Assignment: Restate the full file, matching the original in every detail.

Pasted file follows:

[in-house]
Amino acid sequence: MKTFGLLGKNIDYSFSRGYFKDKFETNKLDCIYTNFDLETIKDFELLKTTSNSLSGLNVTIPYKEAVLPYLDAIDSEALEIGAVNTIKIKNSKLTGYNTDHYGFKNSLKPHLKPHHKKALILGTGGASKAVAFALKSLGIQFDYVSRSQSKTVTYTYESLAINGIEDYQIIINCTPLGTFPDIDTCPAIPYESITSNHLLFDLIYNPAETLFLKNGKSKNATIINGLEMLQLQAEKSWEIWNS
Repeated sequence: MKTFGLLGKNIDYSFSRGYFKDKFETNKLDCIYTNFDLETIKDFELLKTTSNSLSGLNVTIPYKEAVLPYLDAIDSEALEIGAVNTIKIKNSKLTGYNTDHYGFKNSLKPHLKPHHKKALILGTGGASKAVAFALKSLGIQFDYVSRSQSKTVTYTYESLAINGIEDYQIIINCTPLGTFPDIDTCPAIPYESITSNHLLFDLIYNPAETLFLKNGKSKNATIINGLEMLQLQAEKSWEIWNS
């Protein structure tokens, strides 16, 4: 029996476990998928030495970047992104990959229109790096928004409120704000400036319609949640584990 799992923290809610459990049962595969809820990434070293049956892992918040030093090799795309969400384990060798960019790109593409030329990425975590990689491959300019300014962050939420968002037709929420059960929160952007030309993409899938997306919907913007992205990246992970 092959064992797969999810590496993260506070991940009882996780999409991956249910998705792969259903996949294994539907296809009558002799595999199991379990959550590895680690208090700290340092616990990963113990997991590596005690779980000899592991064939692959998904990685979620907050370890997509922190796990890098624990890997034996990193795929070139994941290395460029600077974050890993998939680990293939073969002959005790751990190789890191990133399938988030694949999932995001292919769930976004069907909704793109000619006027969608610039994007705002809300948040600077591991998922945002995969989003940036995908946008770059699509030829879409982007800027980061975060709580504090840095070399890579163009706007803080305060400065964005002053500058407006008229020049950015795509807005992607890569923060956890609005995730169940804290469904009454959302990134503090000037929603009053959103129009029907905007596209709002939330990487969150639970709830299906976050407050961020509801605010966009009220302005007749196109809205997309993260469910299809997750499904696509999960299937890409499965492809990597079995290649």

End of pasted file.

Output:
[in-house]
Amino acid sequence: MKTFGLLGKNIDYSFSRGYFKDKFETNKLDCIYTNFDLETIKDFELLKTTSNSLSGLNVTIPYKEAVLPYLDAIDSEALEIGAVNTIKIKNSKLTGYNTDHYGFKNSLKPHLKPHHKKALILGTGGASKAVAFALKSLGIQFDYVSRSQSKTVTYTYESLAINGIEDYQIIINCTPLGTFPDIDTCPAIPYESITSNHLLFDLIYNPAETLFLKNGKSKNATIINGLEMLQLQAEKSWEIWNS
Repeated sequence: MKTFGLLGKNIDYSFSRGYFKDKFETNKLDCIYTNFDLETIKDFELLKTTSNSLSGLNVTIPYKEAVLPYLDAIDSEALEIGAVNTIKIKNSKLTGYNTDHYGFKNSLKPHLKPHHKKALILGTGGASKAVAFALKSLGIQFDYVSRSQSKTVTYTYESLAINGIEDYQIIINCTPLGTFPDIDTCPAIPYESITSNHLLFDLIYNPAETLFLKNGKSKNATIINGLEMLQLQAEKSWEIWNS
């Protein structure tokens, strides 16, 4: 029996476990998928030495970047992104990959229109790096928004409120704000400036319609949640584990 799992923290809610459990049962595969809820990434070293049956892992918040030093090799795309969400384990060798960019790109593409030329990425975590990689491959300019300014962050939420968002037709929420059960929160952007030309993409899938997306919907913007992205990246992970 092959064992797969999810590496993260506070991940009882996780999409991956249910998705792969259903996949294994539907296809009558002799595999199991379990959550590895680690208090700290340092616990990963113990997991590596005690779980000899592991064939692959998904990685979620907050370890997509922190796990890098624990890997034996990193795929070139994941290395460029600077974050890993998939680990293939073969002959005790751990190789890191990133399938988030694949999932995001292919769930976004069907909704793109000619006027969608610039994007705002809300948040600077591991998922945002995969989003940036995908946008770059699509030829879409982007800027980061975060709580504090840095070399890579163009706007803080305060400065964005002053500058407006008229020049950015795509807005992607890569923060956890609005995730169940804290469904009454959302990134503090000037929603009053959103129009029907905007596209709002939330990487969150639970709830299906976050407050961020509801605010966009009220302005007749196109809205997309993260469910299809997750499904696509999960299937890409499965492809990597079995290649």